Business disruption was the main objective of attackers in the last year, with ransomware, DDoS and malware commonly used.
According to the CrowdStrike Services Cyber Front Lines Report, which offers observations from its incident response and proactive services, a third (36%) of incidents often involved ransomware, destructive malware or denial of service attacks. Crowdstrike determined that these three factors to be focused on “business disruption,” and while an adversary’s main goal in a ransomware attack is financial gain, the impact of disruption to a business can often outweigh the loss incurred by paying the ransom.
Also observed in 25% of the investigated incidents was data theft, including the theft of intellectual property, personally identifiable information and personal health information. IP theft has been linked to numerous nation state adversaries that specialize in targeted intrusion attacks, while PII and PHI data theft can enable both espionage and criminally-motivated operations.
“Typically, this type of data may be used by a cyber-espionage actor to build a dossier on a high-profile target, or a cyber-criminal may sell or ransom the information,” the report said.
To get on to a network, the most popular vector was spear-phishing, accounting for 35% of investigated cases, compared to 16% using web attacks and another 16% using compromised credentials.
Jack Mannino, CEO at nVisium, told Infosecurity that in many cases, we’re struggling with many of the same issues from a decade ago, while we’re seeing an increase in attacks against cloud infrastructure and systems.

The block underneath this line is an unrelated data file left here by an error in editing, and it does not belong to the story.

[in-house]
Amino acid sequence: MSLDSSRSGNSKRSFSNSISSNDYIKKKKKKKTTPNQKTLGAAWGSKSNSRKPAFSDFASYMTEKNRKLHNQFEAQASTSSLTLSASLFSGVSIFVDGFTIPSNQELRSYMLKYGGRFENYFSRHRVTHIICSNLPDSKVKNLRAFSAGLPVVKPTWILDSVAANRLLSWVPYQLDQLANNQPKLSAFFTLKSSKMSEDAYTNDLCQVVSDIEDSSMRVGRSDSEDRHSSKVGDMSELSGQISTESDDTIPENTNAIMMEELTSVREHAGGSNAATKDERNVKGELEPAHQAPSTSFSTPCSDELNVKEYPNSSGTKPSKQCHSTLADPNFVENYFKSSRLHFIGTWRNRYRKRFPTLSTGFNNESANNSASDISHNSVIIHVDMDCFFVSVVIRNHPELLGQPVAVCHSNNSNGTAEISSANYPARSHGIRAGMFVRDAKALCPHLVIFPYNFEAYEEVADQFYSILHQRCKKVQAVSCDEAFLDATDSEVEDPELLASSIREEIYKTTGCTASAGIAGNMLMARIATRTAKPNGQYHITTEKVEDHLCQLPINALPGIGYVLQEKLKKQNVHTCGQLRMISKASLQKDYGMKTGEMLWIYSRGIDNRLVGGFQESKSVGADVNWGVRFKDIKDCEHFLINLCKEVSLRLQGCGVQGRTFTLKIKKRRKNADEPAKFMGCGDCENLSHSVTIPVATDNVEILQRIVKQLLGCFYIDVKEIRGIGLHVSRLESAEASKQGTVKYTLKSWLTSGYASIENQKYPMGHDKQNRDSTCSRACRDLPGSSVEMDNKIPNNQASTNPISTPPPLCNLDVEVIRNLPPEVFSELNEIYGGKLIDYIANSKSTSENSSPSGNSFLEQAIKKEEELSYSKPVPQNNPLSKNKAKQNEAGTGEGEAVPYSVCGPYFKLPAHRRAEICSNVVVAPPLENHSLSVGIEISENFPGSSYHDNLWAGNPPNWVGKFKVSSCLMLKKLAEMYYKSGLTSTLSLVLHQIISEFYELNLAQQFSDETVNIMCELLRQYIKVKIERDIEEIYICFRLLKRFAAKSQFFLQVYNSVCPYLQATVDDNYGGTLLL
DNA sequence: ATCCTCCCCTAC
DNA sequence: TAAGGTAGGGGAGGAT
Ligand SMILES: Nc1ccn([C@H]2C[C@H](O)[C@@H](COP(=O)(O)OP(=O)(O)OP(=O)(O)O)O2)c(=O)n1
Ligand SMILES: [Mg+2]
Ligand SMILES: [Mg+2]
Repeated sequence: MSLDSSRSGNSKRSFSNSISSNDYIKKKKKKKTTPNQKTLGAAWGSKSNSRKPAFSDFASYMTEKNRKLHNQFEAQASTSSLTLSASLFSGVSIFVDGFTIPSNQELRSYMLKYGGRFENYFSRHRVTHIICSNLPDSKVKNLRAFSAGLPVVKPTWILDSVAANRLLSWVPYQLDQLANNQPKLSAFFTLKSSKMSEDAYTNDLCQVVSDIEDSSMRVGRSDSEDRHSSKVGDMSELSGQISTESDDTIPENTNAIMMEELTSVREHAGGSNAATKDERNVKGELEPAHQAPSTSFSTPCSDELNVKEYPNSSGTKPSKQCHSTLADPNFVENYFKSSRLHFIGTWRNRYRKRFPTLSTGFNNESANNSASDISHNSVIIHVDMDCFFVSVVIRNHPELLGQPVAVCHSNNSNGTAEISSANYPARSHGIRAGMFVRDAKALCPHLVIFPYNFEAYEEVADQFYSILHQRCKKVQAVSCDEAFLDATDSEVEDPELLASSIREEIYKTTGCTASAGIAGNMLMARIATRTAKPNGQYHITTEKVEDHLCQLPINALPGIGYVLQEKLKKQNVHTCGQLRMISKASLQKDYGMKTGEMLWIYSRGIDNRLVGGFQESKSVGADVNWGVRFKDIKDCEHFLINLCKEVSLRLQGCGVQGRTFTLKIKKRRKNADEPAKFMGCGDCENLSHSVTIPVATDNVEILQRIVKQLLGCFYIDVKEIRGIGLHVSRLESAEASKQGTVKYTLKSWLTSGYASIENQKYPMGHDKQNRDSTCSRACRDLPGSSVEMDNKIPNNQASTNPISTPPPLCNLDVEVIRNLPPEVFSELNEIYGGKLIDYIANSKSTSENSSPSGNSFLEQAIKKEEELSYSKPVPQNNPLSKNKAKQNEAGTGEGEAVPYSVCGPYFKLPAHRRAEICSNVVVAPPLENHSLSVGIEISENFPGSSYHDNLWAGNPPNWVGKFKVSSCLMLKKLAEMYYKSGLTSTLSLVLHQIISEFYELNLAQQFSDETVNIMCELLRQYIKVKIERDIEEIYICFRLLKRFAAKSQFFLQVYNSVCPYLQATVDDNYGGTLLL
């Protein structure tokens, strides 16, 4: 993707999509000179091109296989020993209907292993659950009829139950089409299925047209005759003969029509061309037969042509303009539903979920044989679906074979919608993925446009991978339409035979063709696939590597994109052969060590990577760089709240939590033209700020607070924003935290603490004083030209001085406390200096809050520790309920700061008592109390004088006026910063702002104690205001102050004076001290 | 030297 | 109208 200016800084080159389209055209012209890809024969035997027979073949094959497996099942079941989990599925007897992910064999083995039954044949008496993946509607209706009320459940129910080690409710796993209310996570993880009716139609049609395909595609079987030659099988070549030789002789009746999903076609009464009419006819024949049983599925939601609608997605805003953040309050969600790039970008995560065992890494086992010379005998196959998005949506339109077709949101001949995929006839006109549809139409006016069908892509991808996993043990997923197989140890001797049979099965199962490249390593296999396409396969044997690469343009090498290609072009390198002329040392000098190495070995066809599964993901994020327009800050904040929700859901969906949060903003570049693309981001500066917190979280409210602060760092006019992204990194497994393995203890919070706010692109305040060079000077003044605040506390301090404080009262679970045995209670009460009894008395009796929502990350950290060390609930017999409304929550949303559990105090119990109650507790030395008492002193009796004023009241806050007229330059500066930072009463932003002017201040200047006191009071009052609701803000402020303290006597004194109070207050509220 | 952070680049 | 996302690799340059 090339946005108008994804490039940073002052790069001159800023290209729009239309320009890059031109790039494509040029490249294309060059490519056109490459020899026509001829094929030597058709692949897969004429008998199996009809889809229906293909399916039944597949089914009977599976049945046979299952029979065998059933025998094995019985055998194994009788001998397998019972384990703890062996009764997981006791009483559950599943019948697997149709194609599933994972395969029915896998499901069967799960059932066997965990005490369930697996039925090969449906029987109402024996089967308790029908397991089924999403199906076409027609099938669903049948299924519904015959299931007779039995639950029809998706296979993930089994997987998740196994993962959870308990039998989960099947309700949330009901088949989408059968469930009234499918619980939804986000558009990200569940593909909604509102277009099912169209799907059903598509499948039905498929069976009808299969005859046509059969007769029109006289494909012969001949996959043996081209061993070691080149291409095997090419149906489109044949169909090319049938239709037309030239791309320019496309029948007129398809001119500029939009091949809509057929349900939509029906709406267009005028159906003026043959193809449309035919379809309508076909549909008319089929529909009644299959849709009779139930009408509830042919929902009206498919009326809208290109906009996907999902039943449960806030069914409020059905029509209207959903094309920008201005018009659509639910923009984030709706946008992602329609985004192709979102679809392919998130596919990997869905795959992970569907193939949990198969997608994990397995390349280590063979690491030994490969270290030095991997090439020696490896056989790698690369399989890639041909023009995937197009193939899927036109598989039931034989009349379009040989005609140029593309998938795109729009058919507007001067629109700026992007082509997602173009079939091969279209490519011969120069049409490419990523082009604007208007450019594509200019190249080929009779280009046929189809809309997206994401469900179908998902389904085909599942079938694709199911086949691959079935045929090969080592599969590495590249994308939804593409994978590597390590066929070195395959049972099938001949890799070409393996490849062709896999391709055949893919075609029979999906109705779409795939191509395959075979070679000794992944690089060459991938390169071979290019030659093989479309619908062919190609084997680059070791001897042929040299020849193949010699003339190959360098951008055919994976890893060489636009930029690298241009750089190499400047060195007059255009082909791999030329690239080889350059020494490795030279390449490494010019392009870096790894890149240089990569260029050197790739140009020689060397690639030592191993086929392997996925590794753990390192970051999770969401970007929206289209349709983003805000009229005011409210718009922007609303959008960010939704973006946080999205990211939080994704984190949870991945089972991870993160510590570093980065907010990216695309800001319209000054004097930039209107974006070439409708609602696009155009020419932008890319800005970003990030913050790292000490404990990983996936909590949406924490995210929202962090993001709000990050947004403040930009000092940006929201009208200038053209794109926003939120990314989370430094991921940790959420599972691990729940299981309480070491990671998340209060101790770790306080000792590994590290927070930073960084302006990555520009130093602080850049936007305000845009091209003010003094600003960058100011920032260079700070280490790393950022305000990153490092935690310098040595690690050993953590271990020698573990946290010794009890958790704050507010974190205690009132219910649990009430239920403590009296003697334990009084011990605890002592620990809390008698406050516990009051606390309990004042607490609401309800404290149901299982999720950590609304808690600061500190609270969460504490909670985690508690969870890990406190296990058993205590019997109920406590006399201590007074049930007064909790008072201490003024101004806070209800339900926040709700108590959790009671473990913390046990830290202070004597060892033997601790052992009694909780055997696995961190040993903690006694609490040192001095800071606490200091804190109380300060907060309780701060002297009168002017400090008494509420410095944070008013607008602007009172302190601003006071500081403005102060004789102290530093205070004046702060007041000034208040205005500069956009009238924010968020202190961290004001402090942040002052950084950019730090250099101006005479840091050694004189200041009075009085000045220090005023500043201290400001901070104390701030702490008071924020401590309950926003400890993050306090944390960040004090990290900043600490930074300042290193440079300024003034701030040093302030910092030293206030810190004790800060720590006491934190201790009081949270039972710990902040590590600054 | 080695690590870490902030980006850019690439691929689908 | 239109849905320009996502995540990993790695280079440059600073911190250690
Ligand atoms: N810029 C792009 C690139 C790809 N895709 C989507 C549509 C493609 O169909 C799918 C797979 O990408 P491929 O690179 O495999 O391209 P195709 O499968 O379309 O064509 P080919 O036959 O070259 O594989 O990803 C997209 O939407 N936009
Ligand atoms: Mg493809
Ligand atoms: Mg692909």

“While many organizations have been in the cloud for a while, countless teams are still undertaking transformation and are attempting to replicate security controls that they have developed internally within a new architecture,” he said.
The report also found that organizations that meet Crowdstrike’s 1-10-60 benchmark — detect an incident in one minute, investigate in 10 minutes and remediate within an hour — are improving their chances of stopping cyber-adversaries. However, it found that the vast majority of organizations struggle to meet the 1-10-60 standard in another recent survey, despite the vast majority of organizations seeing adherence to the rule as a “game changer” in ensuring protection. “Adhering to the rule is a challenging benchmark that requires speed and experience,” the report said.
Shawn Henry, chief security officer and president of CrowdStrike Services, said: “The report offers observations into why ransomware and business disruption dominated headlines in 2019 and gives valuable insight into why issues with adversarial dwell time remain a problem for businesses around the world. Strong cybersecurity posture ultimately lies within technology that ensures early detection, swift response and fast mitigation to keep adversaries off networks for good.”
Rui Lopes, engineering and technical support manager at Panda Security, said that the use of cyberspace to carry out all kinds of malicious activities is not going anywhere in 2020, “and while cybersecurity players work to mitigate attacks, organizations struggle on their end with a gap in security experts which may not be covered even if they have a budget for it.”